Clean Coal Continued
Illustration by: Matt Mahurin
I reported today on the potential for coal ash dumping to contaminate drinking water. But, the problem doesn’t stop at water.
Earlier this month in Gambrills, Md., airborne fly ash was found on homes, a playground and a senior citizens development near the BBSS ash dump, a sand-and-gravel dump site for Constellation Energy, a utility company based in Baltimore. The environmental advocacy group Environment Maryland released a report finding fly ash at all 12 locations it inspected around the dump in the Gambrills neighborhood of Anne Arundel County.
The potential health risks associated with inhaling fly ash are caused by its fine, dust-like consistency, said Anne Arundel County Deputy Health Officer Katherine Farrell.
"Most particulate matter is filtered out in the upper airway," said Farrell, "so people cough it up. But very fine particulate matter [like fly ash] can reach the deep lung and then there’s a concern because there are no clearance mechanisms.” In other words, fly ash can get stuck in the deep lungs and stay there, potentially leading to long-term problems such as lung fibrosis.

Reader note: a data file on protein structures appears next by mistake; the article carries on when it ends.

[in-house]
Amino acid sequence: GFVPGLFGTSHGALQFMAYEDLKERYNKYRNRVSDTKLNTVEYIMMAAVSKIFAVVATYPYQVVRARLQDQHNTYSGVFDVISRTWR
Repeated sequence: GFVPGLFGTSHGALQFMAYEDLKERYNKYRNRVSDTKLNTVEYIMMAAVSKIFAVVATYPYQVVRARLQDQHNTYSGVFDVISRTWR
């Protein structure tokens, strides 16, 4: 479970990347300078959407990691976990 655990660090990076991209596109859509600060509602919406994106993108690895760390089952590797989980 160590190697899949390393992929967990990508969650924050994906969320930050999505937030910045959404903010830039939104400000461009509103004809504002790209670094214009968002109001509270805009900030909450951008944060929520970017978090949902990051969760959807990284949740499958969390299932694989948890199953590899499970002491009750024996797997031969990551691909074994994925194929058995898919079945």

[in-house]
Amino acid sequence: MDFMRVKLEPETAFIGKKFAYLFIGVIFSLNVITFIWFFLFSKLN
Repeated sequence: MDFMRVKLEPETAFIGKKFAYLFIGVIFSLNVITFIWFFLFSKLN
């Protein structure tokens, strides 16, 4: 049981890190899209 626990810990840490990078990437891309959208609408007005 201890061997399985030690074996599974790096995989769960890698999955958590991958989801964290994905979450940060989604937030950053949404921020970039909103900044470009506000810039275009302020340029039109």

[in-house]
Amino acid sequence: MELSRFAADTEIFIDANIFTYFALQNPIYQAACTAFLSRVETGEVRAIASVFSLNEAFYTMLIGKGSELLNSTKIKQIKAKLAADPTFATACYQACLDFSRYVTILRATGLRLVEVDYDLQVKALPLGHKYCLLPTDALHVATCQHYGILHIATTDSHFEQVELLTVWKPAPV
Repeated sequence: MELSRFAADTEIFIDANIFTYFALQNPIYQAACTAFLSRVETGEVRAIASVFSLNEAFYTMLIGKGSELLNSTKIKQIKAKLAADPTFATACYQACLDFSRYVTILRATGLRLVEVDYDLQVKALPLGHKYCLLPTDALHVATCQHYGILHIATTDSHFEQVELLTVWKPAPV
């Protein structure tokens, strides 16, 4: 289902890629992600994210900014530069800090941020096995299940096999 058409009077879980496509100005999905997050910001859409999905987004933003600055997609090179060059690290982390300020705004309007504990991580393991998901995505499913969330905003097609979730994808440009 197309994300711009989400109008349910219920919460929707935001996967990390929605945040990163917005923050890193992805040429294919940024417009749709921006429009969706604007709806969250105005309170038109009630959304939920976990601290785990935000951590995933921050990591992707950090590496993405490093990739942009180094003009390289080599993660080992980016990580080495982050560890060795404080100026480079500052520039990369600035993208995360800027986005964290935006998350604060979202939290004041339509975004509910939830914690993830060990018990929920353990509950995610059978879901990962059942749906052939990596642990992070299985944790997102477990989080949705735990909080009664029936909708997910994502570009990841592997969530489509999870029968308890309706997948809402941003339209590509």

Farrell also points out that the recent tests that found the fly ash did not use quantitative monitoring, so there is no way to determine how much airborne fly ash the area is dealing with. “We wanted [Constellation Energy] to put air monitoring devices near the plant,’ she said, "but they’ve been fighting that."
Constellation’s dumping first became a concern last year when residents learned that coal ash toxins were contaminating the well water. Anne Arundel County health officials alerted the town when they began testing the wells in 2006–7 years after Constellation noticed that its sites were leaking contaminated groundwater. Even after the energy company acknowledged the contamination, it continued dumping for almost a year. Since this acknowledgment, however, the plant has been providing Gambrills residents with bottled water. Now its coal ash waste is being disposed in Richmond and King George County in Virginia.
Constellation is under pressure from the state’s Department of Environmental Protection to clean up the water, but this may be a big job, because the plant has been dumping in Gambrills for 12 years.